HOLYOKE — Next to the remnants of a coal-fired power plant, a cleaner source of energy popped up about two years ago: a 22-acre field of solar panels.
On Tuesday, the 5.8-megawatt solar farm unveiled a new battery storage system that will give the project a major boost.
On such an overcast day, though, there wasn’t a lot of sun power to harness.
Therein lies a problem with some forms of clean energy: The wind and sun are not consistent fuel, but no matter the weather, people demand energy. A major hurdle then is figuring out how to store the energy.
The new storage system, slated to start providing service this fall, is operated by Engie Storage for municipally owned utility Holyoke Gas Electric under a 20-year contract. This lessens the upfront cost for the utility company, officials said.
The new battery system is capable of storing three megawatts of energy. According to the Solar Energy Industries Association, one megawatt of solar energy powers, on average in the U.S., 164 homes. Engie said, as far as it knows, the system at Mount Tom is the largest utility-scale battery in the state.
The 146-megawatt Mount Tom Power Station closed in 2014 after running for more than 50 years, for most of which it used coal as its fuel. GDF Suez, Engie’s former name, cited competition with natural gas as a reason for closure and said solar was a possibility for the power plant’s replacement, according to previous Gazette reporting.
Environmental and community activists pushed for solar installation, and won. Lena Entin, Toxics Action Center’s deputy director, was part of that push. She said community involvement from people like Holyoke resident and retired factory worked Carlos Rodriguez was key.
“It’s the activists who put forward the vision of where we can be,” she said.
The 17,208 panels on the solar farm started generating power in January 2017.
It’s the largest community solar project in the state, according to a National Renewable Energy Laboratory database compiled last spring.
Massachusetts has been putting resources into increasing its capacity to store energy with its Energy Storage Initiative.
HGE’s manager, James Lavelle, said state benefits have been effective.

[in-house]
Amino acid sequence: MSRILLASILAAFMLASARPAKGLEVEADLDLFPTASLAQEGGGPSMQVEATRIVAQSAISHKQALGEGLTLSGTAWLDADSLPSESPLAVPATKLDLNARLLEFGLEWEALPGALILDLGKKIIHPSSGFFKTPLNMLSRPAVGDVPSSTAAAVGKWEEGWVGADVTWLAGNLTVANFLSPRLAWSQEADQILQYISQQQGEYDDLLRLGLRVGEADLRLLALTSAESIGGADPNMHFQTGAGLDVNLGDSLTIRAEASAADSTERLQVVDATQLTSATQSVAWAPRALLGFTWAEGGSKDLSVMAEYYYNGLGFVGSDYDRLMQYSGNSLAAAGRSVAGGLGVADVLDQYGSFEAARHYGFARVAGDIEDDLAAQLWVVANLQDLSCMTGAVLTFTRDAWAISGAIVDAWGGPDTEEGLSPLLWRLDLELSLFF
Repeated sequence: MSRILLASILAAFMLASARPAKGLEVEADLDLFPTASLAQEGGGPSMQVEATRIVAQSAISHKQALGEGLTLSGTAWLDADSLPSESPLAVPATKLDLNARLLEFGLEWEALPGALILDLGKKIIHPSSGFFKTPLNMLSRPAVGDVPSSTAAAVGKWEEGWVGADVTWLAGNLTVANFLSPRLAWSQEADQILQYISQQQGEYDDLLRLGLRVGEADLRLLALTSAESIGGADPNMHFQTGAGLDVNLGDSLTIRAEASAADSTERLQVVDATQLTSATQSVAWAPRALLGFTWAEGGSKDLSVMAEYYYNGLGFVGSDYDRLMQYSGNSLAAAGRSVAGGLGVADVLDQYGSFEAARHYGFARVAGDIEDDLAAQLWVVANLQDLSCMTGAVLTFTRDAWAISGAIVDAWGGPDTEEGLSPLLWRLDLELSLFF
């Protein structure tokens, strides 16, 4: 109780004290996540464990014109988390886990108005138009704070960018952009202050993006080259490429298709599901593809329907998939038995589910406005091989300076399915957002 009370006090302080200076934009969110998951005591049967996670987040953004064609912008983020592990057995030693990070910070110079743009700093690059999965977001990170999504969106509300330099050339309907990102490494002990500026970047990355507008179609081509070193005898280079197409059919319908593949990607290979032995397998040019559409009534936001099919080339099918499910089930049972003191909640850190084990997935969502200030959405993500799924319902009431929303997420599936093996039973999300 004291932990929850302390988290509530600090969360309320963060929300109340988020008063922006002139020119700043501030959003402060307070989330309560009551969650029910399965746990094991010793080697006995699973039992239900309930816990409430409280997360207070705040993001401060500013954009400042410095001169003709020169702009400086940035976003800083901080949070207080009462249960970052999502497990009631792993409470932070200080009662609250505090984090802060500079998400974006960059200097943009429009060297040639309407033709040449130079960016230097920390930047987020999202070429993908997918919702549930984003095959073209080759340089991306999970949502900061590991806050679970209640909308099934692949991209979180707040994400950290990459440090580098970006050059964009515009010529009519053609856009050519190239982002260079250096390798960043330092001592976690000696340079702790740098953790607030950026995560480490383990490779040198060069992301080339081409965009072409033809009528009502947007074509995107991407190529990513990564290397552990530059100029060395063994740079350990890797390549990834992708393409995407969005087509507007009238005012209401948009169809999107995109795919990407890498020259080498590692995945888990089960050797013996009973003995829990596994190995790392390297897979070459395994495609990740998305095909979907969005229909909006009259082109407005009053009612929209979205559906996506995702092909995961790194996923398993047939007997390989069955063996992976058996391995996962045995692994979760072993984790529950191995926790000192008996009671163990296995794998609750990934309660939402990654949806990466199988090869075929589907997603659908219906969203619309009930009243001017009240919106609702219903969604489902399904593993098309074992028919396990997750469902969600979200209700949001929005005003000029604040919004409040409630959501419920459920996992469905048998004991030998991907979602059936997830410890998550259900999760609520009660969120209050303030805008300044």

“A lot of the incentives that we’re getting through the state through its various agencies are allowing us to get these projects over the finish line,” he said.
And when it comes to solar specifically, Massachusetts is a leader. There are 86,000 distributed solar projects across the state, according to state Department of Energy Resources Commissioner Judith Judson.
“We’re now seeing solar in all 351 cities and towns across the commonwealth,” she said.
Officials expect the storage system will be helpful in lowering costs. Peak demand, when the most energy is being consumed, makes up a disproportionately large share of electricity costs, Judson said. But energy from the storage system can be deployed when demand peaks to lessen the costs, Engie Storage’s Jonathan Poor said.
Judson said that’s a reason why DOER was interested in the project.
“In addition to integrating renewables, what this project will help demonstrate is how can you use storage to reduce peak demand and therefore lower overall costs,” she said.
DOER awarded the project almost half a million dollars in grant funding to help with installation of the battery and for a University of Massachusetts Amherst study that’s analyzing how the system helps ratepayers save money.
Holyoke Mayor Alex Morse commented, “Holyoke is a great example of how we go from a coal plant — that type of energy — to renewable energy, expanding our renewable energy portfolio here in Holyoke.”
Entin said there are still questions about cleanup of the coal-fired power plant and its coal ash. The Valley Advocate reported in 2016 that the facility had created 21 coal ash ponds on its property near the Connecticut River.
Engie spokeswoman Carol Churchill said that power station cleanup efforts are ongoing.
Still, Entin says she’s thrilled about the battery installation.
“We have a vision of getting to 100 percent renewable and we know that battery storage is essential,” she said.
Mayor Morse expressed similar sentiments.
“We have a vision of being one of the first carbon-neutral communities in the state, throughout Northeast, and throughout the United States,” he said. “And this helps us further accelerate that goal.”
Greta Jochem can be reached at firstname.lastname@example.org